Weapons And Wildlife

In this Sept. 26, 2012 file photo, a cormorant dries its wings after diving for fish in Lake Ladora at the Rocky Mountain Arsenal National Wildlife Refuge in Commerce City, Colo. Roughly 10 miles (16 kilometers) from downtown Denver, the arsenal was once an environmental nightmare where chemical weapons and commercial pesticides were made. Thousands of ducks died after coming in contact with its wastewater ponds in the 1950s. 

The state Supreme Court has announced it will hear a case that calls into question whether the government must prove that an entity knowingly and voluntarily acted illegally to take state property — in this instance, wildlife.

5 Star Feedlot, Inc. operates a feedlot near the South Fork of the Republican River and Hale Ponds, near the Kansas state line. In the spring of 2015, a torrential rainstorm resulted in 500,000 gallons of rain and wastewater from the feedlot overflowing its containment pond and washing into the river. Subsequently, the state recovered 379 dead fish from the waterway.

Even though 5 Star’s containment pond complied with Colorado law, the state filed a lawsuit to recover the value of the wildlife because it was taken in a manner not prescribed by law. 5 Star countered that it did not “take” the fish, and argued that the state needed to show a voluntary unlawful act and a mental state to prove a violation. The company also alleged there was no proof that 5 Star was responsible for the fish deaths.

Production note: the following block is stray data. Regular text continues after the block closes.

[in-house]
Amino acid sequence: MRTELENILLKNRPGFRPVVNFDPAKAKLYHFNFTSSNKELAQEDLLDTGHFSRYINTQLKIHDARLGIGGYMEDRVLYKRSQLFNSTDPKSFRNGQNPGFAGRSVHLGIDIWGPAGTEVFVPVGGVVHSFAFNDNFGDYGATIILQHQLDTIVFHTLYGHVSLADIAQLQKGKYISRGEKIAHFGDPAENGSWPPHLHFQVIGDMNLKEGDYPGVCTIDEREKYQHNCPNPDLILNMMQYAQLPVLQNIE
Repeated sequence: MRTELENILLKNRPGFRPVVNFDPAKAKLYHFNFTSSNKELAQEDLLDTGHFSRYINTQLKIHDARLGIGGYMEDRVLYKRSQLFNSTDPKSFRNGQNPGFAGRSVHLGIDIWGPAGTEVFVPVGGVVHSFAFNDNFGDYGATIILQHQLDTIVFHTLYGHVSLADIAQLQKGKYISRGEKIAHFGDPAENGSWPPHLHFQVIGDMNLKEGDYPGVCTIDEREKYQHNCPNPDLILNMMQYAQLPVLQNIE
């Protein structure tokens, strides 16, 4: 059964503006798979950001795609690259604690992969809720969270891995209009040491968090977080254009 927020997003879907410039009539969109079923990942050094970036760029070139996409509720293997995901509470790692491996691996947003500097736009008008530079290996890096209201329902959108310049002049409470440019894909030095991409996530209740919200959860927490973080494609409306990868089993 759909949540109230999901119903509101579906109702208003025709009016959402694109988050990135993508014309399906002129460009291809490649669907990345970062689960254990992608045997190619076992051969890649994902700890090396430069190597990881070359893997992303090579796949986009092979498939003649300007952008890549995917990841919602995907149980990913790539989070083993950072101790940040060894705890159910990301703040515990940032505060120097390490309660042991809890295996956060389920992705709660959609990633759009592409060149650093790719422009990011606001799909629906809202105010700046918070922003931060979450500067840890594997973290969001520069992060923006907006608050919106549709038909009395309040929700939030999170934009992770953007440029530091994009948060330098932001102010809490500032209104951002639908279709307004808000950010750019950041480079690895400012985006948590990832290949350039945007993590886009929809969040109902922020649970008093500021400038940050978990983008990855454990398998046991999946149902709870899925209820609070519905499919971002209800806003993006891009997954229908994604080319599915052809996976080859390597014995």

A district court ruled that to “take” means to “kill,” and there was no question that 5 Star had culpability. The court ordered 5 Star to pay over $625,000 in damages.

On appeal, the Colorado Court of Appeals reversed that judgment. Writing for the three-member panel, Judge Jerry N. Jones acknowledged that even though the law did not require a defendant to exhibit a culpable mental state while hunting or unlawfully possessing wildlife, such a requirement went without saying.

“Logically, a person can’t hunt without knowing he is doing so; hunting requires some deliberate action,” Jones explained.

The appeals judges also found that 5 Star did not perform an unlawful voluntary act or fail to live up to its legal obligations — and the discharge of the wastewater counted as neither.

“The district court’s erroneous acceptance of the State’s legal argument didn’t retroactively relieve the state of its obligation to come forward with evidence,” wrote Jones, slamming the government's handling of the case by not showing sufficient proof. “It isn’t our job to rescue the state from the consequences of its litigation strategy.”

Judge Terry Fox agreed that the state needed to prove that 5 Star acted knowingly and voluntarily, but dissented on the conclusion that the state had not offered any proof at all. She wrote that the materials of the containment pond had eroded and may not have provided sufficient capacity for a severe rainstorm.

“Causation remains hotly disputed,” Fox cautioned.

Jones flatly rejected her analysis that 5 Star did anything to contribute to the overflow, noting that “The state has never even argued that 5 Star failed to comply with any law relating to the construction and maintenance of the containment ponds.”

He added bluntly: “We should not be making arguments for a party.”

The case is State of Colorado, Department of Natural Resources et al. v. 5 Star Feedlot.

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